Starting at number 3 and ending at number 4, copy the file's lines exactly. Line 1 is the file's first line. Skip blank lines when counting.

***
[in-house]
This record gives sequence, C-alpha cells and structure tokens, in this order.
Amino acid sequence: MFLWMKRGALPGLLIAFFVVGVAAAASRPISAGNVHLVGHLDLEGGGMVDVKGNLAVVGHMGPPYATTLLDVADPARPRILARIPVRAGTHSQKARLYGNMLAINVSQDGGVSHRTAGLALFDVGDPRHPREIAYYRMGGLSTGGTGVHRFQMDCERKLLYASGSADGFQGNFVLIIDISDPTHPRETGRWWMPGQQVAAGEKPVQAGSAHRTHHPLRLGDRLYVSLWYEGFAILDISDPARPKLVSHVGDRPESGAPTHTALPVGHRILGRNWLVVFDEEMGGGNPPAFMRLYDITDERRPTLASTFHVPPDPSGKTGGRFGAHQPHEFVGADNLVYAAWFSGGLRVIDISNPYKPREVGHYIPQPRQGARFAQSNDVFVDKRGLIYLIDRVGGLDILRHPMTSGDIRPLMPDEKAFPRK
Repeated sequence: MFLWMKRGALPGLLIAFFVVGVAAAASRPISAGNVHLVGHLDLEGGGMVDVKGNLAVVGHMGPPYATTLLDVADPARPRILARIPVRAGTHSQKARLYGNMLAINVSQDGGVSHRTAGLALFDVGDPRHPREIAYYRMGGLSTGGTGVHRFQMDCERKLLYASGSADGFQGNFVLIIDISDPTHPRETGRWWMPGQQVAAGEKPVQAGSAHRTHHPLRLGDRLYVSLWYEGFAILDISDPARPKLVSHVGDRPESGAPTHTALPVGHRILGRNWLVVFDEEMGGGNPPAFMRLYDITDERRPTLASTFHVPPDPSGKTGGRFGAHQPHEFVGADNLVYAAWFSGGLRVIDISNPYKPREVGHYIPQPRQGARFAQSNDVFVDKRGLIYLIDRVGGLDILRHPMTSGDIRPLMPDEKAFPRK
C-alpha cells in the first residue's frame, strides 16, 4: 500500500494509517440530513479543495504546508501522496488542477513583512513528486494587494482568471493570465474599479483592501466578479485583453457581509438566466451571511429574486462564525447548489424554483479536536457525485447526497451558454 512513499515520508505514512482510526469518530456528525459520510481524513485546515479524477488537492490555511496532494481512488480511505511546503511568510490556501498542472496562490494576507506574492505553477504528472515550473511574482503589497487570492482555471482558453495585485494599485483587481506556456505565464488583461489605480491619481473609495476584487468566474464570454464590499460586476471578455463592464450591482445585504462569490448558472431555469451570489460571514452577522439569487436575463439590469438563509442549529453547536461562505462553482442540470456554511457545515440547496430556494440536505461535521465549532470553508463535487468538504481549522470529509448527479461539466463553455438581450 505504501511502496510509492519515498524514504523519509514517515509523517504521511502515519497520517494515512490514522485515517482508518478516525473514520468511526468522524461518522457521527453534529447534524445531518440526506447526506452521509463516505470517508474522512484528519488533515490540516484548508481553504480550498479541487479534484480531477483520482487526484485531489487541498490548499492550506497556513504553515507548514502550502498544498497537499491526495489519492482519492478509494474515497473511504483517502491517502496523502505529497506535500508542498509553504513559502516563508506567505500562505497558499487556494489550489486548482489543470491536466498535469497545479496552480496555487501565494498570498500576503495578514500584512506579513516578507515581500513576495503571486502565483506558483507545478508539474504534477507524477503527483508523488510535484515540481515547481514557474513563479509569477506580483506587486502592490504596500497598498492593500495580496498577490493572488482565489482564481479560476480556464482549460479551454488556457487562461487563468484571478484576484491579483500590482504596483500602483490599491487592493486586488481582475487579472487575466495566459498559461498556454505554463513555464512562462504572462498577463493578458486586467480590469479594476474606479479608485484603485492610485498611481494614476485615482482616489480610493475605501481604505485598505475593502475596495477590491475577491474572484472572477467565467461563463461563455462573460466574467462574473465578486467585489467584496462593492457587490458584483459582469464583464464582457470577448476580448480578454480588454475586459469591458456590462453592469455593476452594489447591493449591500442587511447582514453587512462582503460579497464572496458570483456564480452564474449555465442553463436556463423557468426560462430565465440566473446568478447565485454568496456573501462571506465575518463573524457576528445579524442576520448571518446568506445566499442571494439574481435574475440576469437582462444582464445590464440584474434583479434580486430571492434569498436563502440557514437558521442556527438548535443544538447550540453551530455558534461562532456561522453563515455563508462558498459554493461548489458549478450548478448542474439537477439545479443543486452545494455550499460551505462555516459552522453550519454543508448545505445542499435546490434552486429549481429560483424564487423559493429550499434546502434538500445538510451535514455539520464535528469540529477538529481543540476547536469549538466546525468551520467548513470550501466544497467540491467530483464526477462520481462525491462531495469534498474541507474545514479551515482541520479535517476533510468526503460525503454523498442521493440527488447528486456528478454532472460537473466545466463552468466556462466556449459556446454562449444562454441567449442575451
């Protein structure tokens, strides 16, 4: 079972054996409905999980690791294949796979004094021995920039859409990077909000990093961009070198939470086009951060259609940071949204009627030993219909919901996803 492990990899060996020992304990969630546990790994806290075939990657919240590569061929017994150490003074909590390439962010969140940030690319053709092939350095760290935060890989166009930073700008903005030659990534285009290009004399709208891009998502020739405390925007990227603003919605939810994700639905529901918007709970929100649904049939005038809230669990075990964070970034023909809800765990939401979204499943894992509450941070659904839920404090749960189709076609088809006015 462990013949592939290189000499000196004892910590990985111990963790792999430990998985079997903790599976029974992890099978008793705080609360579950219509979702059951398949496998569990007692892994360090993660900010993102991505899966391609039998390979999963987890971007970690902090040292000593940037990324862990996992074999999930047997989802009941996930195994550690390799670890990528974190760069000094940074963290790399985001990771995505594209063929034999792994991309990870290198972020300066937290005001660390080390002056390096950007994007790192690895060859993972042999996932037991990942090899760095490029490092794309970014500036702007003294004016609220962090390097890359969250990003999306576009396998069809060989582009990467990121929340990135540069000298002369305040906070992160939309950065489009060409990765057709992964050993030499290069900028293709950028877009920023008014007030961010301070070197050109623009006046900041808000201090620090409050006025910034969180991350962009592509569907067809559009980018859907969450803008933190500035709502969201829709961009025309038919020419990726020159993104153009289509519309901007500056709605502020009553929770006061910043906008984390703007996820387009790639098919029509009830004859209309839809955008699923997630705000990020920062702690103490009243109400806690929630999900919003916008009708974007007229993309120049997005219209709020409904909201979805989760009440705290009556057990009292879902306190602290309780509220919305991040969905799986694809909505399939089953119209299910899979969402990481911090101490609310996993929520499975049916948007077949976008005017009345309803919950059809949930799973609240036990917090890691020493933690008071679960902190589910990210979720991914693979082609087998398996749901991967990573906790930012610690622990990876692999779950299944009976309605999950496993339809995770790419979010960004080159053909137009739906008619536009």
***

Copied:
Amino acid sequence: MFLWMKRGALPGLLIAFFVVGVAAAASRPISAGNVHLVGHLDLEGGGMVDVKGNLAVVGHMGPPYATTLLDVADPARPRILARIPVRAGTHSQKARLYGNMLAINVSQDGGVSHRTAGLALFDVGDPRHPREIAYYRMGGLSTGGTGVHRFQMDCERKLLYASGSADGFQGNFVLIIDISDPTHPRETGRWWMPGQQVAAGEKPVQAGSAHRTHHPLRLGDRLYVSLWYEGFAILDISDPARPKLVSHVGDRPESGAPTHTALPVGHRILGRNWLVVFDEEMGGGNPPAFMRLYDITDERRPTLASTFHVPPDPSGKTGGRFGAHQPHEFVGADNLVYAAWFSGGLRVIDISNPYKPREVGHYIPQPRQGARFAQSNDVFVDKRGLIYLIDRVGGLDILRHPMTSGDIRPLMPDEKAFPRK
Repeated sequence: MFLWMKRGALPGLLIAFFVVGVAAAASRPISAGNVHLVGHLDLEGGGMVDVKGNLAVVGHMGPPYATTLLDVADPARPRILARIPVRAGTHSQKARLYGNMLAINVSQDGGVSHRTAGLALFDVGDPRHPREIAYYRMGGLSTGGTGVHRFQMDCERKLLYASGSADGFQGNFVLIIDISDPTHPRETGRWWMPGQQVAAGEKPVQAGSAHRTHHPLRLGDRLYVSLWYEGFAILDISDPARPKLVSHVGDRPESGAPTHTALPVGHRILGRNWLVVFDEEMGGGNPPAFMRLYDITDERRPTLASTFHVPPDPSGKTGGRFGAHQPHEFVGADNLVYAAWFSGGLRVIDISNPYKPREVGHYIPQPRQGARFAQSNDVFVDKRGLIYLIDRVGGLDILRHPMTSGDIRPLMPDEKAFPRK